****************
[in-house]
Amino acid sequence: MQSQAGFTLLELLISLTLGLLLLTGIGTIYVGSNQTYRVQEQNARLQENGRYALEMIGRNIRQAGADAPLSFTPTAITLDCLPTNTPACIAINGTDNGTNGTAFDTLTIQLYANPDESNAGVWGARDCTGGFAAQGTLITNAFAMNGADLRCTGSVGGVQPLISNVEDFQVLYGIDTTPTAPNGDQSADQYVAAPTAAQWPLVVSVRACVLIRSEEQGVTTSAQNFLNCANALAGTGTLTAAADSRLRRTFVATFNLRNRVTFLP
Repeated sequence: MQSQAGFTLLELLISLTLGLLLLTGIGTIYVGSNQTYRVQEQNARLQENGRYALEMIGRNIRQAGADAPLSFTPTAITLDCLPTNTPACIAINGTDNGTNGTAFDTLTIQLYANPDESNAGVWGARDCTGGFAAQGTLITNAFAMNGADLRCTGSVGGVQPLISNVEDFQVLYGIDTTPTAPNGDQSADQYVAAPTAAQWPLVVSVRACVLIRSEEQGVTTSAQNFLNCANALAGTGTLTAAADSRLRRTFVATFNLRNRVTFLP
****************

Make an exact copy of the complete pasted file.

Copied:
[in-house]
Amino acid sequence: MQSQAGFTLLELLISLTLGLLLLTGIGTIYVGSNQTYRVQEQNARLQENGRYALEMIGRNIRQAGADAPLSFTPTAITLDCLPTNTPACIAINGTDNGTNGTAFDTLTIQLYANPDESNAGVWGARDCTGGFAAQGTLITNAFAMNGADLRCTGSVGGVQPLISNVEDFQVLYGIDTTPTAPNGDQSADQYVAAPTAAQWPLVVSVRACVLIRSEEQGVTTSAQNFLNCANALAGTGTLTAAADSRLRRTFVATFNLRNRVTFLP
Repeated sequence: MQSQAGFTLLELLISLTLGLLLLTGIGTIYVGSNQTYRVQEQNARLQENGRYALEMIGRNIRQAGADAPLSFTPTAITLDCLPTNTPACIAINGTDNGTNGTAFDTLTIQLYANPDESNAGVWGARDCTGGFAAQGTLITNAFAMNGADLRCTGSVGGVQPLISNVEDFQVLYGIDTTPTAPNGDQSADQYVAAPTAAQWPLVVSVRACVLIRSEEQGVTTSAQNFLNCANALAGTGTLTAAADSRLRRTFVATFNLRNRVTFLP